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Health Highlights: Oct. 17, 2007

Children's Care a 'Gap' in U.S. Pandemic Plans: Report Diabetes Drug Byetta Linked to Acute Pancreatitis Egg Freezing Shouldn't Be Offered to Healthy Women, Experts Say Average Cost of Having a Baby in U.S. now $7,600 FDA Approves New Breast Cancer Drug FDA Panel Supports Earlier Use of Phosphate Binders Against Kidney Disease

Here are some of the latest health and medical news developments, compiled by editors of HealthDay:

Children's Care a 'Gap' in U.S. Pandemic Plans: Report

U.S. government plans for a flu pandemic have major gaps in terms of treating and caring for children, says a report released Wednesday by the American Academy of Pediatrics and the Trust for America's Health (TFAH).

The report noted that children ages 0-19 account for nearly 46 percent of all deaths caused by the H5N1 bird flu virus.

"Children are not simply small adults, especially when it comes to medical concerns. The fact the H5N1 has been disproportionately impacting children and adolescents should give us pause," Jeff Levi, TFAH executive director, said in a prepared statement. "As the U.S. prepares for the threat of a possible pandemic flu, we must make caring for our kids a priority, not an afterthought."

The report identified four major areas of concern: child-appropriate doses of vaccine and medications; management and treatment of children who become ill; inclusion of children in strategies to slow the spread of influenza in communities; and caring for and supervising the health of children if schools and childcare facilities are closed for extended periods of time.


Diabetes Drug Byetta Linked to Acute Pancreatitis

Doctors and patients are being warned that the diabetes drug Byetta may cause acute pancreatitis, an inflammation of the pancreas that can be fatal, the Wall Street Journal reported.

The U.S. Food and Drug Administration issued the alert after it reviewed 30 cases of acute pancreatitis that have been reported since Byetta was approved for sale in the U.S. in 2005.

The drug is marketed by Amylin Pharmaceuticals Inc. of San Diego and Eli Lilly & Co. of Indianapolis. Amylin has agreed to update Byetta's label to provide clear advice on the signs and symptoms of acute pancreatitis that doctors should look for, the Wall Street Journal reported. Those signs include persistent, severe abdominal pain that can radiate to the back and may be accompanied by nausea and vomiting. Tests are needed to confirm the condition, the FDA said.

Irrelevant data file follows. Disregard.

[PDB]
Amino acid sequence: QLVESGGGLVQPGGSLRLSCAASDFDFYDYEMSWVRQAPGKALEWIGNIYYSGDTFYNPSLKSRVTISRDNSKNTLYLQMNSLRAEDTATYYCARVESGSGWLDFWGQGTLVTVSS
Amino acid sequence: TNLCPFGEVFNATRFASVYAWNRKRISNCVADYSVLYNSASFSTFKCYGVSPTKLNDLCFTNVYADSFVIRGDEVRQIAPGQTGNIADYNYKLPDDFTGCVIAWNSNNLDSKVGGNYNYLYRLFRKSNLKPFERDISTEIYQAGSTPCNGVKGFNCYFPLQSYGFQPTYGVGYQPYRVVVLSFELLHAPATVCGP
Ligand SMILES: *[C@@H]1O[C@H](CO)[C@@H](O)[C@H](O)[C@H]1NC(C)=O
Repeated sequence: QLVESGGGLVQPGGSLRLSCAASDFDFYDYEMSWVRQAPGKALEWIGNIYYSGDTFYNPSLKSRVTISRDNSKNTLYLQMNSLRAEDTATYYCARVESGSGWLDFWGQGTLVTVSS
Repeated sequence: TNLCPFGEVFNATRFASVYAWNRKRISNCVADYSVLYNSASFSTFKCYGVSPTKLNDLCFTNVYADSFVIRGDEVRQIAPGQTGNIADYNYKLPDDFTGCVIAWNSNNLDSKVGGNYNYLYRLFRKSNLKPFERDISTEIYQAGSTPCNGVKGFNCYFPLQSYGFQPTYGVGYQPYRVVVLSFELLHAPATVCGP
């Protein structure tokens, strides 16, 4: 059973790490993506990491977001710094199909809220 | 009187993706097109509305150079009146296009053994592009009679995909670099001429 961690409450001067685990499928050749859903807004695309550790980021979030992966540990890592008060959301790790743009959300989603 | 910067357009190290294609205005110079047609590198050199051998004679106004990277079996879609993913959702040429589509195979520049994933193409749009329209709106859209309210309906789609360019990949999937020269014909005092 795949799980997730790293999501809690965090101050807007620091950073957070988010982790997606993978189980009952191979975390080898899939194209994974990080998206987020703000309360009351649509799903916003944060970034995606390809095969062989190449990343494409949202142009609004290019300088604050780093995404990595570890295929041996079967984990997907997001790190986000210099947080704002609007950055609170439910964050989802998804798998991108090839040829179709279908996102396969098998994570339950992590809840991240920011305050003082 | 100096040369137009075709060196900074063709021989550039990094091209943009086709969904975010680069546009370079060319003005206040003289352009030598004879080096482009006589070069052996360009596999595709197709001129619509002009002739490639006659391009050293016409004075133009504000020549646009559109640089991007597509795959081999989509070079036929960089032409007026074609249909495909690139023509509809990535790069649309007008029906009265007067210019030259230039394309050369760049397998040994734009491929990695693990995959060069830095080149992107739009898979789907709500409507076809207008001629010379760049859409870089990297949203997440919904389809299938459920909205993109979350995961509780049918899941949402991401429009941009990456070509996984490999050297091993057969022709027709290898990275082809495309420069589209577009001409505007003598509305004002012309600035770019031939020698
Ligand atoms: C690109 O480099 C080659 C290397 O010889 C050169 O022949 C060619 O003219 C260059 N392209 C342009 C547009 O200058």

Patients should stop taking Byetta if pancreatitis is suspected, the agency said. If the condition is confirmed, patients shouldn't start taking the drug again until the cause of the pancreatitis is found.


Egg Freezing Shouldn't Be Offered to Healthy Women, Experts Say

Egg freezing shouldn't be marketed or offered to healthy women who want to delay having children until later in life, says a joint statement issued Tuesday by the American Society for Reproductive Medicine and the American Society for Assisted Reproductive Technologies.

The statement said the procedure is still too experimental and healthy women seeking egg freezing should receive counseling that clearly explains the many downsides of the procedure, including the fact that only two to four percent of frozen eggs produce a live birth, the Canadian Press reported.

Experts are worried that healthy women who want to freeze eggs so they can have children later in life may not have an accurate idea of the low success rates, said Dr. Marc Fritz, chair of the committee that prepared the policy statement.

He also noted that the science of egg freezing is still new and little is known about whether babies born from frozen eggs are healthy, both at birth and over the long term, the CP reported.